Any two people can get married in the UK provided they are:
To be legal, a marriage in the UK must take place in a register office, a building approved for civil marriage, an Anglican church, or any other religious building registered for the solemnisation of marriage.
A civil marriage ceremony can take place in any register office in the country, or at any venue approved to hold a civil marriage.
In Scotland, a religious marriage can take place anywhere and may be solemnised by anyone authorised to do so under the Marriage (Scotland) Act 1977. Elsewhere in the UK, if you want to marry by religious ceremony other than an Anglican church, the religious building must usually be in the registration district in which you or your fiancé live. You can get married in any Anglican church as long as the vicar of the church of your choice agrees.
You can get married as long as you have both lived in a registration district for at least seven days immediately before giving notice of marriage (this requirement does not apply in Scotland). This includes couples travelling from overseas to marry in the UK.
You must give notice of your intention to marry at your local register office. If you plan to marry in a different area, contact the register office for the district in which the marriage is planned. If you or your spouse-to-be are subject to immigration control, you can only give notice of marriage at a designated register office.
In Scotland you must submit a marriage notice to the registrar, for the district in which your marriage is to take place, at least 15 days before your wedding day.
You need to show the superintendent registrar documentary evidence of your name, age, nationality (passport preferred) and address. You will also need:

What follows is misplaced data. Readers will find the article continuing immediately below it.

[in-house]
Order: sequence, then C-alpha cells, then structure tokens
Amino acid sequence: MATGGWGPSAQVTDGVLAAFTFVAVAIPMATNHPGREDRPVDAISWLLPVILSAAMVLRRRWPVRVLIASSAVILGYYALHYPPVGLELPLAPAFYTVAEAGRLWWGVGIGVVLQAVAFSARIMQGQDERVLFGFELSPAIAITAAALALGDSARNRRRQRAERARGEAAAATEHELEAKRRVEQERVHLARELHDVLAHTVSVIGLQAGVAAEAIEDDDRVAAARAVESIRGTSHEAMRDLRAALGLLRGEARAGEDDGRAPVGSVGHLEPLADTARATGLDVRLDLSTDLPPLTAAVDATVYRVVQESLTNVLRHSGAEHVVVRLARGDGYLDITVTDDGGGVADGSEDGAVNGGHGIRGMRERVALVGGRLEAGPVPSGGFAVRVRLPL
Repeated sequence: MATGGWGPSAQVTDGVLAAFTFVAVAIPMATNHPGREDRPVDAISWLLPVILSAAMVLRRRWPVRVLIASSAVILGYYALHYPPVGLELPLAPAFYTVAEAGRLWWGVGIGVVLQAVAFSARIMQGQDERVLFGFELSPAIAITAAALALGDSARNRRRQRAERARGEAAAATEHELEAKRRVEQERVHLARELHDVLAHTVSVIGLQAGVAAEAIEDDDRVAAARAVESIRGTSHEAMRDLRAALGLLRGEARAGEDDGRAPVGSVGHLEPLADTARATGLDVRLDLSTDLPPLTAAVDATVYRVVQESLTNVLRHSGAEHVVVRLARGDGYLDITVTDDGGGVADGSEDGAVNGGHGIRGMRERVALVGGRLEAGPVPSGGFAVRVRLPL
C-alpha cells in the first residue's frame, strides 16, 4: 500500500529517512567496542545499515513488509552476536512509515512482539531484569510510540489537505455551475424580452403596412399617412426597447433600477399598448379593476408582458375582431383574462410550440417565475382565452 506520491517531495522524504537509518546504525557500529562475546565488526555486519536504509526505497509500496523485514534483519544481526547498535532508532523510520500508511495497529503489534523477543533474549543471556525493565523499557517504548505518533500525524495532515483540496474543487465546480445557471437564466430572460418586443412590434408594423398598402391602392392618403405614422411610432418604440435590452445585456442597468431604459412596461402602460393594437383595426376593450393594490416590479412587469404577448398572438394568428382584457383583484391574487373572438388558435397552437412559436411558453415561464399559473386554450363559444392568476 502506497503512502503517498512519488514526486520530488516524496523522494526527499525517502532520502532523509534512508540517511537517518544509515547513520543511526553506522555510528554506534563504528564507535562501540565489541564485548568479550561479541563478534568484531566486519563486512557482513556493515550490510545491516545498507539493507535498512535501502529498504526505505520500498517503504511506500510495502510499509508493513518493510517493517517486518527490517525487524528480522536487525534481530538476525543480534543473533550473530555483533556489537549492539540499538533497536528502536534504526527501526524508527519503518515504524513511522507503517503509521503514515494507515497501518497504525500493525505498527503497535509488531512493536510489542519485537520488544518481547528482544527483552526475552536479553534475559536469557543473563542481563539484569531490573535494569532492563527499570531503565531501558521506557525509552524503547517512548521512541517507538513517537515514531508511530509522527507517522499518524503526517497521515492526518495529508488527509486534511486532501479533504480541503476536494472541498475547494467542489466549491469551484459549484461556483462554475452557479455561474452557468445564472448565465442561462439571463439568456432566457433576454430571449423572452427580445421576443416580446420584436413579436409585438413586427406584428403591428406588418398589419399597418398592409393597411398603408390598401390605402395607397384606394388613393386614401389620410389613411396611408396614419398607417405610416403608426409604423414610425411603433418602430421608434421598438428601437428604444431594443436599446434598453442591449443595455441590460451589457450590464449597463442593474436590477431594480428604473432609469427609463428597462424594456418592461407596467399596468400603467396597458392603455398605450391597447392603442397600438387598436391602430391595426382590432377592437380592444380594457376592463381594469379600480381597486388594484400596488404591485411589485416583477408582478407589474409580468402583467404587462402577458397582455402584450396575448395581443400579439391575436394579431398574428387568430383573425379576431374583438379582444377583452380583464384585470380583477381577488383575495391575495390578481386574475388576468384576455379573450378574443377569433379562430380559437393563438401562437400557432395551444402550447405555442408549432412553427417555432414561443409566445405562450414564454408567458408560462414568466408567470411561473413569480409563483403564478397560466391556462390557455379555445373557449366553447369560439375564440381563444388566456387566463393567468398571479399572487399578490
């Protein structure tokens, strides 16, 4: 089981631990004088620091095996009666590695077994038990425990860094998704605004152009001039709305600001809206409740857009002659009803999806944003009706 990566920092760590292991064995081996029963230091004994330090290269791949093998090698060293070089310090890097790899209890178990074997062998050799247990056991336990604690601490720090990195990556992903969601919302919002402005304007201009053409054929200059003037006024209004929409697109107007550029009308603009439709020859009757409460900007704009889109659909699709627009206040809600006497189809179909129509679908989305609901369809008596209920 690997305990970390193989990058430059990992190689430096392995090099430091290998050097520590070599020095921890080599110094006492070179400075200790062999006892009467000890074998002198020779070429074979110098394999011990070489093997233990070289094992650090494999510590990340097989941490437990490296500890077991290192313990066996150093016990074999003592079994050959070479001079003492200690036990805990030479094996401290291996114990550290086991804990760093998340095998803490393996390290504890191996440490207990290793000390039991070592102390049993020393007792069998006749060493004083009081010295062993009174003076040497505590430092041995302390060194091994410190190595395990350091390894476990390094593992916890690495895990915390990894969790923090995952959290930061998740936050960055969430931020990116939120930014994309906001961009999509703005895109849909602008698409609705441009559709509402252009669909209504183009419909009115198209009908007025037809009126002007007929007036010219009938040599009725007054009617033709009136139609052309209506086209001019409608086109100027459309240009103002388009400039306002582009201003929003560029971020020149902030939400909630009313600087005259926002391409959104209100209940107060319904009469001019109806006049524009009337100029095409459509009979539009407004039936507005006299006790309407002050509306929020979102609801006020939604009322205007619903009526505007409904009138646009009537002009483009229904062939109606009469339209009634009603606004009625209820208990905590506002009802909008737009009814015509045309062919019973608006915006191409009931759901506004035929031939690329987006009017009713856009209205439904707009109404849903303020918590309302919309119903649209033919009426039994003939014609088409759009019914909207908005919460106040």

On your wedding day you need to bring with you at least two other people to witness the marriage and sign the marriage register. A wedding ceremony can be customised in a number of ways but there are certain words which must be said to make the marriage legal. Once you are married, you will receive a marriage certificate.
Same sex couples who are aged at least 18 and who want to form a civil partnership in the UK must first give notice. This involves stating your intention to register a civil partnership to a registration authority. Evidence must be produced of identity and nationality and the ending of any former marriage or civil partnership. Once given, your notices are publicised by the registration authority for a period of 15 days. After that period has expired, a civil partnership can then be formed at a register office or approved premises. A partnership formation takes effect when the couple sign to register their partnership in the presence of two witnesses and a registration officer.
Civil partners have equal treatment to married couples in a wide range of legal matters, including:
There is no such thing as ‘common law marriage’ and couples who live together enjoy few of the same rights as married couples or civil partners. If you and your partner split up, for example:
If your partner dies and they have made a will you will have to pay inheritance tax if you inherit more than a certain amount. If they haven’t made a will:
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